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Christian Aid Nigeria programme strategy: 2019-2026

An overview of the vision, mission and strategy of the Christian Aid Nigeria programme for 2019-2026. For the next seven years, we will continue Standing Together with the most marginalised and vulnerable people to ensure everyone has the opportunity to live a full life and poverty is eradicated. Our essential purpose as an organisation is to see an end to poverty, and Christian Aid Nigeria is committed to seeing this become a reality. This new strategy will guide our activities and help us tackle the power imbalance that perpetuates poverty in Nigeria.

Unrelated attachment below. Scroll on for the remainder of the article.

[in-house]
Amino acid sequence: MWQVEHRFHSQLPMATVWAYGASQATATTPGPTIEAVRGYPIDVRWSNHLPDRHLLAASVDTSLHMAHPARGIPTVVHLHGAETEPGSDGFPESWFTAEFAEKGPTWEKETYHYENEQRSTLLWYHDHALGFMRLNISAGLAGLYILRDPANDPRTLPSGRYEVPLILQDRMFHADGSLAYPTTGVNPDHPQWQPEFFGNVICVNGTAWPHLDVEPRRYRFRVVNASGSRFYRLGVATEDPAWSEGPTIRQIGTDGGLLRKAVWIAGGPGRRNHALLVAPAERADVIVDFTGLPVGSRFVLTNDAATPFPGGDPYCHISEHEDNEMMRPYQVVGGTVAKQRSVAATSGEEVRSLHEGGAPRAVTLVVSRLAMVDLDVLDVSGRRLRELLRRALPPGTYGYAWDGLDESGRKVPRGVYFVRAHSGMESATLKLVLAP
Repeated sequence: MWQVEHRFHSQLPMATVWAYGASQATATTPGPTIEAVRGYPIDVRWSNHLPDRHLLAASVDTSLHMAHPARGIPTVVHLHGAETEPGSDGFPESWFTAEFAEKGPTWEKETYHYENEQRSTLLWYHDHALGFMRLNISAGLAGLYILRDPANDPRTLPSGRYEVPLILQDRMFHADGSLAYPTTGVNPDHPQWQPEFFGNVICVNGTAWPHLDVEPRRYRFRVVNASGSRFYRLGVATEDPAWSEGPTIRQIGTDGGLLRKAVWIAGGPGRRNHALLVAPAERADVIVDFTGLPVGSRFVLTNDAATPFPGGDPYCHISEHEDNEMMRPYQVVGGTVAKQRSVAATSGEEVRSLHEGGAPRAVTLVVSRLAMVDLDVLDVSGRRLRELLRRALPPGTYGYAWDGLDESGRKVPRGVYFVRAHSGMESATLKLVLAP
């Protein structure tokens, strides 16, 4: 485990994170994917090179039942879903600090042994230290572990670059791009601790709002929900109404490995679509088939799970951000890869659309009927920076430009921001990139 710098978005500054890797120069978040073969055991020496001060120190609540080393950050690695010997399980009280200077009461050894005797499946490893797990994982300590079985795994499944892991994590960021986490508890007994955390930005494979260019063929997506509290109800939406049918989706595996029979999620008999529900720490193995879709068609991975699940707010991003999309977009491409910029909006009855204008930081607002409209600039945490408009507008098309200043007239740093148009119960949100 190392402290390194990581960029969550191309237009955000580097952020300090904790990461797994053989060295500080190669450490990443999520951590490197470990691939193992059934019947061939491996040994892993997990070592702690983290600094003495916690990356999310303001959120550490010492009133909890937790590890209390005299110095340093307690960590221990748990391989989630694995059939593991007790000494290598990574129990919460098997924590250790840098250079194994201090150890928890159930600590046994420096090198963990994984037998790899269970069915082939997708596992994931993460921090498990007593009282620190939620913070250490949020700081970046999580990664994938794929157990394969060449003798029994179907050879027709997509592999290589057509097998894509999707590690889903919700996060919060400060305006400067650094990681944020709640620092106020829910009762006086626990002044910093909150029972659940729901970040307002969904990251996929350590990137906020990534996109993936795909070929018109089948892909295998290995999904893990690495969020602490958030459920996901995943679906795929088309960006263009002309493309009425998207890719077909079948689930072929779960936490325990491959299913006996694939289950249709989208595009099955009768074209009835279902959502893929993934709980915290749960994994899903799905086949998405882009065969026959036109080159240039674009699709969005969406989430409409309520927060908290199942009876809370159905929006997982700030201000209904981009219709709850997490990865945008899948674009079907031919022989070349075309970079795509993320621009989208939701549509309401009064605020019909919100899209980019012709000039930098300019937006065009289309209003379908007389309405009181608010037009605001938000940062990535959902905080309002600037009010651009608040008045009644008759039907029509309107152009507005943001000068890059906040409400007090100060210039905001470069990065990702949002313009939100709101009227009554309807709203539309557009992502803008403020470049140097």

Corporate approaches to addressing modern day slavery

Download this report providing a snapshot of corporate approaches to modern day slavery based on research of 21 leading brands and retailers. From the Ethical Trading Initiative and The Ashridge Centre for Business and Sustainability at Hult International Business School.

Doing Accountability Differently - Voice to the People, Nigeria